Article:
At Rally for Border Security in Texas, Fears of ‘Invasion’ and ‘Civil War’

A conservative convoy gathered on the Texas border to support the state’s defiant stance on immigration. Despite worries over potential violence, the event was peaceful.


Conservative Convoy Gathers on the Texas Border

A line of trucks and campers, cars and vans — from South Dakota and North Carolina, Washington and Pennsylvania — snaked over farm roads before gathering on the winter-brown grass of a ranch, steps from the Rio Grande, in the rural community of Quemado, Texas.

The gathering on Saturday marked the final stop of a days-long journey: a convoy of conservative Americans who drove to the border to demonstrate their frustration, fear and anger over what they saw as a broken immigration system.

The location in Quemado had been chosen for its proximity to the city of Eagle Pass, a flashpoint in the pitched confrontation over border security and immigration between the Biden administration and Gov. Greg Abbott of Texas. Other convoys this week reached the border in Yuma, Ariz., and San Ysidro, Calif., all with the goal of spurring tighter controls on migrants crossing the border.

Concerns Over Potential Violence

Concerns over potential violence followed the convoys as the federal government and Republican state leaders appeared to be on an increasingly imminent collision course. In December, the federal government recorded 302,000 encounters with unauthorized migrants, the record for a month.

In the end, the rally in Texas — part political protest, part Christian revival — attracted a modest crowd to the ranch, and no outbreaks of violence. Many in attendance were retired and had decided to make the trip almost spontaneously after having heard about it on social media or the local news.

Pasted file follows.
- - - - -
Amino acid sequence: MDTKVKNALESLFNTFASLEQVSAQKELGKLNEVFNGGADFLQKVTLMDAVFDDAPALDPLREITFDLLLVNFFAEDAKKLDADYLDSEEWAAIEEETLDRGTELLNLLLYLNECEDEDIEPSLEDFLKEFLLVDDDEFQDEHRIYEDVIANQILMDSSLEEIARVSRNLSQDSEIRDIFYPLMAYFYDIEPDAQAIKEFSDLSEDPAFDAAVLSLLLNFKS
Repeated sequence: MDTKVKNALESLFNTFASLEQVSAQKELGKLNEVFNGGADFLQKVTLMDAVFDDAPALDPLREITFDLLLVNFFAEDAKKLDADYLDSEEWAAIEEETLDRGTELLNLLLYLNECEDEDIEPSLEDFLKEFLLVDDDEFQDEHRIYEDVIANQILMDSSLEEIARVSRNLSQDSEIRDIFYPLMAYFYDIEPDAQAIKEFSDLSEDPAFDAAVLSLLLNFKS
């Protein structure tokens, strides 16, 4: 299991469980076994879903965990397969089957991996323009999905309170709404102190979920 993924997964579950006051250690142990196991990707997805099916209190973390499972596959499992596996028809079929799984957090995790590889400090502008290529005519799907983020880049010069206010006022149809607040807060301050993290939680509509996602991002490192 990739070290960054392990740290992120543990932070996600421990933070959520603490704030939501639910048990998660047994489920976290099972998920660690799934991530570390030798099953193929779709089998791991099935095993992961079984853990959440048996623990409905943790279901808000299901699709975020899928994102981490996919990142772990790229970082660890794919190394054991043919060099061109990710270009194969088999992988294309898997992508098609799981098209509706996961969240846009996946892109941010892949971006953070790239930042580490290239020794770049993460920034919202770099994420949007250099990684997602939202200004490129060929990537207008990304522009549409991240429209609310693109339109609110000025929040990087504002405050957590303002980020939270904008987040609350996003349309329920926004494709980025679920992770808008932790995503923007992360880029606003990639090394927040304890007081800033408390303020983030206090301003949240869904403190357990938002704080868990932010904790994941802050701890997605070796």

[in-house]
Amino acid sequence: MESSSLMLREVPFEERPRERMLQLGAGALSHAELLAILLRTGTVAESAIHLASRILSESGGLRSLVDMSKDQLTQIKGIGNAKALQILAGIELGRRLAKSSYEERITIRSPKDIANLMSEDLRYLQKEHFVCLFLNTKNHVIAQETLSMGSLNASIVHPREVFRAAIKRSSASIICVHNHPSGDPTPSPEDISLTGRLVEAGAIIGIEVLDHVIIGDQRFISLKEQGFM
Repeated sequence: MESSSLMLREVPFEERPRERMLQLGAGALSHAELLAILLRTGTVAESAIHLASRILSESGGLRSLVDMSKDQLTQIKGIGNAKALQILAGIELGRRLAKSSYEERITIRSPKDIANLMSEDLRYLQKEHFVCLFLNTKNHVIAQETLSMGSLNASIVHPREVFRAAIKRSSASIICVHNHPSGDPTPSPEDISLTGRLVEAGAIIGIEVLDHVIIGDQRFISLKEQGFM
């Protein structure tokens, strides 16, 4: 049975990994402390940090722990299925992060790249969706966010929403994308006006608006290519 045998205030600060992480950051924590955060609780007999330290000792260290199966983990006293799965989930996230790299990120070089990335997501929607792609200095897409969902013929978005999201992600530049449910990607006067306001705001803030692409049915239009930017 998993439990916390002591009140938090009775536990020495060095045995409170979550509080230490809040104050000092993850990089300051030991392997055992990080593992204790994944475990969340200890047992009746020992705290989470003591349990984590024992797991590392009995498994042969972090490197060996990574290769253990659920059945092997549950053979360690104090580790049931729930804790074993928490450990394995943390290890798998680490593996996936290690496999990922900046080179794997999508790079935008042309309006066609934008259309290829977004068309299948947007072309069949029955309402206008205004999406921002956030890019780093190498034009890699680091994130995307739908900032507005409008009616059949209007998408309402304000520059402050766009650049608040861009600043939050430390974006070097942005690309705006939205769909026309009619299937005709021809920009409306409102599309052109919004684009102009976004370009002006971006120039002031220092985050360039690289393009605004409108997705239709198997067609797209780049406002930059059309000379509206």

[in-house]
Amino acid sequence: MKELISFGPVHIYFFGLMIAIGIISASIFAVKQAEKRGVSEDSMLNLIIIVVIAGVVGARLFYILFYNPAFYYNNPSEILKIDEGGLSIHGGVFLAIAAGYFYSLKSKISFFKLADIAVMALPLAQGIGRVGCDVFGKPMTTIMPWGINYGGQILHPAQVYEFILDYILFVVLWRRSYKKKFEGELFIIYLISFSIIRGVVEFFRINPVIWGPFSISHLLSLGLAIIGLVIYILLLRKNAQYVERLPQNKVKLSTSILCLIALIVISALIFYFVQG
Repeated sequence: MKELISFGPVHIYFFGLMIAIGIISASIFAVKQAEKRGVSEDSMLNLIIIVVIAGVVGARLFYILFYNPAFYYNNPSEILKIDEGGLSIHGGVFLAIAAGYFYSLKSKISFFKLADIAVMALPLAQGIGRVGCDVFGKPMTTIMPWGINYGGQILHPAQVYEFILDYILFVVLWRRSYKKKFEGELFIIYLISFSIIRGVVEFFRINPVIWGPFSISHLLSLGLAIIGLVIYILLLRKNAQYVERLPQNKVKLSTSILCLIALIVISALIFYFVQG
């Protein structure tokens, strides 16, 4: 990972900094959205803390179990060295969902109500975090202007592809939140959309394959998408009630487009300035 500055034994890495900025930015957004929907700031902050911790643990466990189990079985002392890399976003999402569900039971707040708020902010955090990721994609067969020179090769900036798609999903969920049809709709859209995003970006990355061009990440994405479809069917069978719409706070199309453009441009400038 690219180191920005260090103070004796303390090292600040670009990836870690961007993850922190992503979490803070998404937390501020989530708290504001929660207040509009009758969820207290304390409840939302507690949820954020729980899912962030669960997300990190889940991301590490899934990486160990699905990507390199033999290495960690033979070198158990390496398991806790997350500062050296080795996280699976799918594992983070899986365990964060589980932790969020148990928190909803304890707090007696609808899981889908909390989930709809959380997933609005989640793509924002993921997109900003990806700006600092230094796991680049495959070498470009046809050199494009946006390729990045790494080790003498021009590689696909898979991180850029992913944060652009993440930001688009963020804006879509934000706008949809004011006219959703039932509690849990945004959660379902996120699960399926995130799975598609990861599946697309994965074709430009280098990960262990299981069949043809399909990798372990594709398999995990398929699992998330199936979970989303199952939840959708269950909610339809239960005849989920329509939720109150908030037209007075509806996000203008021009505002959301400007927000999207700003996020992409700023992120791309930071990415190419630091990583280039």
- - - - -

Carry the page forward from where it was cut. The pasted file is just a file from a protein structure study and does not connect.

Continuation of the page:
Divisions Over Border Security and Immigration

The rally, across a farm road from the Rio Grande and the border with Mexico, took place against the backdrop of an intensifying legal fight between Texas and the federal government over the unfurling of miles of concertina wire in Eagle Pass and the takeover of a riverside municipal park by state law enforcement officers.

Amid the conflict with the federal government last month, an original version of the flag, dating to 1835, flew over the headquarters of the Texas Military Department.

Some attendees at the Texas rally spoke of their concern that political divisions in the country could lead to a civil war, including one of the organizers, Rod Parker, a revivalist pastor.